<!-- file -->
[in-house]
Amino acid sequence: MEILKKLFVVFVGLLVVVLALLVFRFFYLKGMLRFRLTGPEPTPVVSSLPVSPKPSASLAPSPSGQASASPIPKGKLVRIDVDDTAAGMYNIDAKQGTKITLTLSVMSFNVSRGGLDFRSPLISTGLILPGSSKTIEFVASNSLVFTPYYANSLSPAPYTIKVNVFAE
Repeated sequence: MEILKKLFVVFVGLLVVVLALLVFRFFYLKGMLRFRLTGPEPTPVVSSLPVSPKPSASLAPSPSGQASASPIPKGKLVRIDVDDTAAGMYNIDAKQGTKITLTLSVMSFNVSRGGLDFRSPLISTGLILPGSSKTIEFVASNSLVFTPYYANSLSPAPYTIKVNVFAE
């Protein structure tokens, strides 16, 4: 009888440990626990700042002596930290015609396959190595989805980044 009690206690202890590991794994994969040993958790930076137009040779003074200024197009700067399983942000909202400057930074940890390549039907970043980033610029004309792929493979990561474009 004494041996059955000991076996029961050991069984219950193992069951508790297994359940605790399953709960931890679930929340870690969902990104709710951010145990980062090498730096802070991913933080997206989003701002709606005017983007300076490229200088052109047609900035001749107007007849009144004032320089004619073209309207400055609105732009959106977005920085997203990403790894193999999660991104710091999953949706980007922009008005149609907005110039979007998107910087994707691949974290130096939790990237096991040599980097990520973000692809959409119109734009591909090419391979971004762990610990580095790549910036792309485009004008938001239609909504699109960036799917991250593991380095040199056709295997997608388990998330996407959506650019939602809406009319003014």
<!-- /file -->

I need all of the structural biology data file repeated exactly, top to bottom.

[in-house]
Amino acid sequence: MEILKKLFVVFVGLLVVVLALLVFRFFYLKGMLRFRLTGPEPTPVVSSLPVSPKPSASLAPSPSGQASASPIPKGKLVRIDVDDTAAGMYNIDAKQGTKITLTLSVMSFNVSRGGLDFRSPLISTGLILPGSSKTIEFVASNSLVFTPYYANSLSPAPYTIKVNVFAE
Repeated sequence: MEILKKLFVVFVGLLVVVLALLVFRFFYLKGMLRFRLTGPEPTPVVSSLPVSPKPSASLAPSPSGQASASPIPKGKLVRIDVDDTAAGMYNIDAKQGTKITLTLSVMSFNVSRGGLDFRSPLISTGLILPGSSKTIEFVASNSLVFTPYYANSLSPAPYTIKVNVFAE
């Protein structure tokens, strides 16, 4: 009888440990626990700042002596930290015609396959190595989805980044 009690206690202890590991794994994969040993958790930076137009040779003074200024197009700067399983942000909202400057930074940890390549039907970043980033610029004309792929493979990561474009 004494041996059955000991076996029961050991069984219950193992069951508790297994359940605790399953709960931890679930929340870690969902990104709710951010145990980062090498730096802070991913933080997206989003701002709606005017983007300076490229200088052109047609900035001749107007007849009144004032320089004619073209309207400055609105732009959106977005920085997203990403790894193999999660991104710091999953949706980007922009008005149609907005110039979007998107910087994707691949974290130096939790990237096991040599980097990520973000692809959409119109734009591909090419391979971004762990610990580095790549910036792309485009004008938001239609909504699109960036799917991250593991380095040199056709295997997608388990998330996407959506650019939602809406009319003014």